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I have a problem and I want to share it with someone. About my early fifties, I started to develop hot flushes, which worried me a lot. I could not believe what was happening to me, although I knew it is normal in menopause. Now when I had to realize it became my problem as well, I want to hear more about it. Can you tell me more about problem with hot flush that happens during menopause?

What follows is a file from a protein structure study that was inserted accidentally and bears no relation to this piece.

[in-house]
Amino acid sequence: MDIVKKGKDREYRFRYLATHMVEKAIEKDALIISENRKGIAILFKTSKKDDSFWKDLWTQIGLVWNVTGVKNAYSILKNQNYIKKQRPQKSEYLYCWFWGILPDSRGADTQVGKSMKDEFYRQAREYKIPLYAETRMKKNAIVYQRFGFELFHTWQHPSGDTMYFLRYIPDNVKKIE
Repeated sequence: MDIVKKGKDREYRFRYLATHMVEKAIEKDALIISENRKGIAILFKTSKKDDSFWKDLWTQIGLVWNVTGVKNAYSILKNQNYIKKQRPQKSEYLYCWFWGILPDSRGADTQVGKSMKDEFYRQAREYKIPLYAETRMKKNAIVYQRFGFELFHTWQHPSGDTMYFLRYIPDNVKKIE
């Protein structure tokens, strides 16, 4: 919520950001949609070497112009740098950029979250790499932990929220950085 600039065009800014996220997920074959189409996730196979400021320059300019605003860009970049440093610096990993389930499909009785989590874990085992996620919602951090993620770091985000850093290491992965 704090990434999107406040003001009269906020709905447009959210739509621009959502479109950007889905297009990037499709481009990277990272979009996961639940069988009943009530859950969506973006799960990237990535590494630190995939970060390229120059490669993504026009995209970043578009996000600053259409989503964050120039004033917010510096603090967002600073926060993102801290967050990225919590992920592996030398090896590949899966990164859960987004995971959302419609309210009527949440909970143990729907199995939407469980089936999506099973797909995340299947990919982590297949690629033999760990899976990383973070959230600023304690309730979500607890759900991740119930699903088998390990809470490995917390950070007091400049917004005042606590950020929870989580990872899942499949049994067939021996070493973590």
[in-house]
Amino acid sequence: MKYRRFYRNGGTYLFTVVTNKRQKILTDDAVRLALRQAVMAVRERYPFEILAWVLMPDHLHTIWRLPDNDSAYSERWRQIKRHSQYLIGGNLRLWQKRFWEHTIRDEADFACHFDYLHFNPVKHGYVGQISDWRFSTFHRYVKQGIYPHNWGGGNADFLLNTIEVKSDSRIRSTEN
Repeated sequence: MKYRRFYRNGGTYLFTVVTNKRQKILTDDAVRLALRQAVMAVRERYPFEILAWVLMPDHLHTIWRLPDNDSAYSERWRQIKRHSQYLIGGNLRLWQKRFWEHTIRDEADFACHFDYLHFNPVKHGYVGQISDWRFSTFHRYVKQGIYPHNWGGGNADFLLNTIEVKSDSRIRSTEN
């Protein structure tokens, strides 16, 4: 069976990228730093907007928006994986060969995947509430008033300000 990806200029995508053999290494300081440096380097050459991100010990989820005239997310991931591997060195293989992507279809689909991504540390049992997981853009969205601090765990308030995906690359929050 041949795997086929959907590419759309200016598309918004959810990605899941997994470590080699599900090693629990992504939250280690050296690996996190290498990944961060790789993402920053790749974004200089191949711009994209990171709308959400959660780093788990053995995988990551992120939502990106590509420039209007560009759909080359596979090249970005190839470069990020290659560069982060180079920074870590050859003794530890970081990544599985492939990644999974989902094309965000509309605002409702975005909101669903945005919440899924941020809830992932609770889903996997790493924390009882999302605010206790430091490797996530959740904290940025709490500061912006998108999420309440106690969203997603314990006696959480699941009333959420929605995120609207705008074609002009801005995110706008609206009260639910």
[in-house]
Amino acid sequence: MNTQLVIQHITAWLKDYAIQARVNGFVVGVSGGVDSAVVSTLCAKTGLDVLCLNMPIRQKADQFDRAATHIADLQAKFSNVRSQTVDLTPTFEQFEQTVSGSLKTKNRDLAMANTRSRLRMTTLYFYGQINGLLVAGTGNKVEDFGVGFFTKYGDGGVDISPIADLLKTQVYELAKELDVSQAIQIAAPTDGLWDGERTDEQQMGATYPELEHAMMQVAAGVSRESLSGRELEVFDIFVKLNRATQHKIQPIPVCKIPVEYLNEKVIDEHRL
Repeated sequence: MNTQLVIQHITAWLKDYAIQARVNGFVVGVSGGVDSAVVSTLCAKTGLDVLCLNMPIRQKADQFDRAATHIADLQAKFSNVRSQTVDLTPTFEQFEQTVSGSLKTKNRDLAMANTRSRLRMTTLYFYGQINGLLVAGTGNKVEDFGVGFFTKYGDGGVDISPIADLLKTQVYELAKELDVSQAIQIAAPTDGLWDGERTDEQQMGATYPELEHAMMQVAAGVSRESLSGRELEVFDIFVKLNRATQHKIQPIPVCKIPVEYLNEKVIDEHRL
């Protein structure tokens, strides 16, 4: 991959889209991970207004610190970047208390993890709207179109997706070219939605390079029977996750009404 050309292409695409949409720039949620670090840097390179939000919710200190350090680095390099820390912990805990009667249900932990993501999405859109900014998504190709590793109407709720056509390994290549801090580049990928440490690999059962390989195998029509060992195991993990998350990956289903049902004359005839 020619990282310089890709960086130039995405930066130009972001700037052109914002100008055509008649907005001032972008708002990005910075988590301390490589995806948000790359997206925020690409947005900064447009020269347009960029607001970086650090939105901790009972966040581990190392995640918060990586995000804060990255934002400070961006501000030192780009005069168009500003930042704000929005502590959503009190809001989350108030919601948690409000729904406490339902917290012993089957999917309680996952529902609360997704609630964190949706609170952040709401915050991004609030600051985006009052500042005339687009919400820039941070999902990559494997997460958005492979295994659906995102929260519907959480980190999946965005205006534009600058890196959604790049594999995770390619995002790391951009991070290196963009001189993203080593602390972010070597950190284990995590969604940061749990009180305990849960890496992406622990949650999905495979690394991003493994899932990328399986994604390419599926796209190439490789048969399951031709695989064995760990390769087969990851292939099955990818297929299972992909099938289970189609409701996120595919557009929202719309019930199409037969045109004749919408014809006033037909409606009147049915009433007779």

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The hot flush is the classic menopausal symptom, and it is the most visible outward sign of underlying hormonal upheaval. First, you have to know that menopause is defined as the time when the last period ends. However, in reality, hormonal changes and menopausal symptoms often last for several years. These years are called the menopausal transition, and you might notice symptoms such as hot flush. Menopause is triggered when the ovaries run out of eggs, as they are destined to do since girl’s birth. A baby girl is born with a finite supply of up to half a million immature egg cells in her ovaries. Menopause is signaling the depletion of egg stocks, and it usually arrives between the ages of 45 and 55. It can be earlier, especially after chemotherapy, radiation therapy, or surgical removal of the ovaries. In these cases, the brain mistakenly thinks the body is too hot, and puts into action heat losing mechanisms. In hot flush, the blood vessels in the limbs dilate, and skin temperature rises. Some women reported just hotness in the face, or some women have total body heat. Women in menopause go red, they start sweating, and they are dripping under their armpits.
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